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The Student News Site of Stony Brook University

The Statesman

The Student News Site of Stony Brook University

The Statesman


    Greeley’s Haunted House

    It was a dark and stormy night, but the rain couldn’t drown out the bloodcurdling screams echoing from the penthouse of Greeley College in Roosevelt Quad last Thursday.
    Greeley’s hall council kicked off the Halloween weekend with its annual haunted house, transforming the entire top floor into dark labyrinth with clowns awaiting visitors around every corner.

    It is a tradition that draws hundreds of students to its doors each year for good reason: visitors think it’s not just scary, but also a lot of fun. Residents from all over Greeley helped the hall council create the attraction, which took over three weeks to complete.

    “We wanted to make it terrifying,” said Juan Cordon, the hall council president at Greeley.

    Cordon wanted it to be the scariest haunted house yet, knowing a fearful reputation will keep attracting crowds. Even though the rain poured incessantly all day, students still lined up out the door to see what horrors awaited them this year.

    “Students just want to see stuff that really scares them,” he added.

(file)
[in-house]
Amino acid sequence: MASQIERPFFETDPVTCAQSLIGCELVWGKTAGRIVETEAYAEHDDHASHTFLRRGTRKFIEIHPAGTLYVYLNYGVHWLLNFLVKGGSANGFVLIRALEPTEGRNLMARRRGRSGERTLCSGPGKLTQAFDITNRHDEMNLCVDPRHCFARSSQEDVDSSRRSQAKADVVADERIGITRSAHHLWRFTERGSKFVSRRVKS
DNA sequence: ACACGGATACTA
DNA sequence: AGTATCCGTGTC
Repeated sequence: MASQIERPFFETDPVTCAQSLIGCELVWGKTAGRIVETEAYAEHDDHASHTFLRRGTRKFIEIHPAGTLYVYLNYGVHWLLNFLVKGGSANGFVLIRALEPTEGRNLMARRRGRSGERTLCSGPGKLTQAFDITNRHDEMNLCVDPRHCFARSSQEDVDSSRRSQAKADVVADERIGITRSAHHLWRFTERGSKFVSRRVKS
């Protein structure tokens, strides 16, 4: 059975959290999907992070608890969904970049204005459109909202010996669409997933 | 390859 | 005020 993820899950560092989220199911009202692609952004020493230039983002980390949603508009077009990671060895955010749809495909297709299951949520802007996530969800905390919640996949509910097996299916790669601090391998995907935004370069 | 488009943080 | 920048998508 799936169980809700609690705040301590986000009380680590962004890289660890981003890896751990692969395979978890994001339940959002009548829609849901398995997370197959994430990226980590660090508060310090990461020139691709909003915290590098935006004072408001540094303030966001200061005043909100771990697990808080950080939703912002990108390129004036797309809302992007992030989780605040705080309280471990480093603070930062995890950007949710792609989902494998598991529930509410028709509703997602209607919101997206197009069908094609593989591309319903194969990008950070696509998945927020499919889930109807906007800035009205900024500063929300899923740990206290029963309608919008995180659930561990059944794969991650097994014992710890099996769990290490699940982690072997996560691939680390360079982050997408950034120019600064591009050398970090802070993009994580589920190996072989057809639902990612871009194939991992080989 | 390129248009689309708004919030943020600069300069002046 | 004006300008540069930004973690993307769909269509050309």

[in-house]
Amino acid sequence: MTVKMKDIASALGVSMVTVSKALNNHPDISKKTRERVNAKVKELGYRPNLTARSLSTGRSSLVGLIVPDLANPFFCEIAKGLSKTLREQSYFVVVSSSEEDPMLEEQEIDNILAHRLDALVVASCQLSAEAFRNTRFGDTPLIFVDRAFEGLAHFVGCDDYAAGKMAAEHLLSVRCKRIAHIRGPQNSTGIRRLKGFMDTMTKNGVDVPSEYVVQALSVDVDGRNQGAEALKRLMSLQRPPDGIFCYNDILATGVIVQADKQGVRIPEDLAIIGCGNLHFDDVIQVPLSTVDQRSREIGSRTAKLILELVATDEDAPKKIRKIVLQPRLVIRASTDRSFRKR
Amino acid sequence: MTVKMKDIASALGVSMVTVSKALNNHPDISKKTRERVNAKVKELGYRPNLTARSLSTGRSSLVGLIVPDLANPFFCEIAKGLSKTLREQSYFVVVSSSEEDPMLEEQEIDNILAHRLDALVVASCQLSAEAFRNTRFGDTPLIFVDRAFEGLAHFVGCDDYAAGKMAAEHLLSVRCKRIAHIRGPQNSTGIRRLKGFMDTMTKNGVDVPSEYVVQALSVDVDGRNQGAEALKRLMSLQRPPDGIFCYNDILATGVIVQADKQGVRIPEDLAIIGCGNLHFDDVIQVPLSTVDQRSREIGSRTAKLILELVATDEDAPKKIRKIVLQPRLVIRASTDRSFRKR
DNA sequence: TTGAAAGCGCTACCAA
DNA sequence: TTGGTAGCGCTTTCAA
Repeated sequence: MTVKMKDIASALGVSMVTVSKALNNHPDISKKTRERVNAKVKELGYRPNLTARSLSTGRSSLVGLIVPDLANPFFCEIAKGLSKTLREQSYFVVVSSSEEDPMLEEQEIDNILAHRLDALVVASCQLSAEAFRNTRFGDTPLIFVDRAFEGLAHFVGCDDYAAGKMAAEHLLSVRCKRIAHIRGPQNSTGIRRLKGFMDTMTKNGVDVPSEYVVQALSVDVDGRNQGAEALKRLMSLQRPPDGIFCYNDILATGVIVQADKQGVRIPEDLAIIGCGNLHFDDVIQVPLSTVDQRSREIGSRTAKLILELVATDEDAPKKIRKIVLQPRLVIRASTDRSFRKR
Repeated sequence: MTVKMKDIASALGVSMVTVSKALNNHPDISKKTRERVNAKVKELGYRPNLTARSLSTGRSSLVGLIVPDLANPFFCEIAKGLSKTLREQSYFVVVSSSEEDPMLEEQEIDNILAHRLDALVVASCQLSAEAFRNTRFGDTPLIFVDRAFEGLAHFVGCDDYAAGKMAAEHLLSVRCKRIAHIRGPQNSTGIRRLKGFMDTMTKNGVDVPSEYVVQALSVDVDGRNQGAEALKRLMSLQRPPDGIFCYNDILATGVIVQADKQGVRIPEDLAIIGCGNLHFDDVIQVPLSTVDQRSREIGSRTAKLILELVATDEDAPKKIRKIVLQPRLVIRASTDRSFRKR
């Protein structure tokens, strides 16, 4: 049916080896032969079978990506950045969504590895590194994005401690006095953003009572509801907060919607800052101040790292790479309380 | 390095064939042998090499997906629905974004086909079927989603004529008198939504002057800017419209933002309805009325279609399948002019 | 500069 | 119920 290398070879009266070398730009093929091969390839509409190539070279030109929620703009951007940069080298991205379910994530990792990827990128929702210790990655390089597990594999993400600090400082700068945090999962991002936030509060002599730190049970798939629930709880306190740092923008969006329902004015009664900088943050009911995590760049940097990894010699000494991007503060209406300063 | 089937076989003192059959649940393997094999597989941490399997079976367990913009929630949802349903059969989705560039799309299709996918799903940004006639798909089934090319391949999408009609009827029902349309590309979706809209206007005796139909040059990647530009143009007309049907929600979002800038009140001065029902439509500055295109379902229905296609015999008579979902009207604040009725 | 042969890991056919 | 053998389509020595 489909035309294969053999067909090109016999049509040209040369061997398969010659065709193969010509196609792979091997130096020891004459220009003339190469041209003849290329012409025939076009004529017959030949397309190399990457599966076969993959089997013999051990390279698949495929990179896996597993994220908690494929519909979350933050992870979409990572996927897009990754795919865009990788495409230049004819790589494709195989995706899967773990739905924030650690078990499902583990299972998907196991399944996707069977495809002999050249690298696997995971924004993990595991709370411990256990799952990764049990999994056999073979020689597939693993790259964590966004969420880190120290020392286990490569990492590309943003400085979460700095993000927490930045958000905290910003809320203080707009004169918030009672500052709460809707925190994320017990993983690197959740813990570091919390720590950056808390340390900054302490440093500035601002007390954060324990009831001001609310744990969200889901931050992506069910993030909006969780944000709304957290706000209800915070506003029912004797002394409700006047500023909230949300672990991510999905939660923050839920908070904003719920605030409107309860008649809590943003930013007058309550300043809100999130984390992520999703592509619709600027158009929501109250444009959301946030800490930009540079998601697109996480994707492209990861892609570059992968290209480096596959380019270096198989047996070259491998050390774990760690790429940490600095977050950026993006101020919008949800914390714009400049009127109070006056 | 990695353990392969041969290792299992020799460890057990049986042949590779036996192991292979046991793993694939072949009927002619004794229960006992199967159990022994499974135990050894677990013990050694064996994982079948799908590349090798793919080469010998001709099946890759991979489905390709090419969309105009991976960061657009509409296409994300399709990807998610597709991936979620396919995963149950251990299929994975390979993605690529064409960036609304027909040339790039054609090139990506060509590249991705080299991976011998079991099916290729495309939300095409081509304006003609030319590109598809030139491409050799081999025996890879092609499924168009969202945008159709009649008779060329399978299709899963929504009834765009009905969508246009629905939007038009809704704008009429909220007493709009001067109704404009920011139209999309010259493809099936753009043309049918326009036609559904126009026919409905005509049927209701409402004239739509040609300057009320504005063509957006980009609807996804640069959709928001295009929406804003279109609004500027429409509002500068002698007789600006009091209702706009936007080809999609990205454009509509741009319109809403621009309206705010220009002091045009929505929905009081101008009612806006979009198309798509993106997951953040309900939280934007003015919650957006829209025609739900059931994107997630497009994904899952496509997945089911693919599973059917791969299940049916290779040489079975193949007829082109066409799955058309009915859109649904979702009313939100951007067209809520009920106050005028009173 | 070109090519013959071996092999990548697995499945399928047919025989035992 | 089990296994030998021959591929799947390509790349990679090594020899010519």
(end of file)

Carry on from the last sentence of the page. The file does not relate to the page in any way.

And the effort they put into their scare tactics showed, not only in its design but also in the reaction of the people who were brave enough to venture inside. One girl was so anxious that she couldn’t even make it through the first door, but others still found ways to get through.

    “I just didn’t look,” said student Shayla Ramos, who found her own way to overcome her fear. “I kept my eyes closed the whole time!”
    All the rooms were either dimly lit or pitch black and put visitors on edge as the performers took advantage of the darkness. The performers jumped out of tables and through walls and screamed at the top of their lungs to scare visitors, while others made bodies fall out of the ceiling or a wheelchair seemingly move on its own.

    It all culminated at the maze, a crawl through a small tunnel so dark that people could not even see their hand in front of their faces while they try scramble to find the way out.

    The hall council also used the popularity of the event, which is one of its biggest, as an opportunity to support a good cause. It encouraged anyone who had a good time in the house to make a contribution to The Inn, an organization that feeds the homeless on Long Island.

    “It was pretty difficult to do, but it was really fun for me, too,”  Cordon said as he was putting the final touches on the house the night before. “It’s a great event and was enjoyable for everyone that was involved.”

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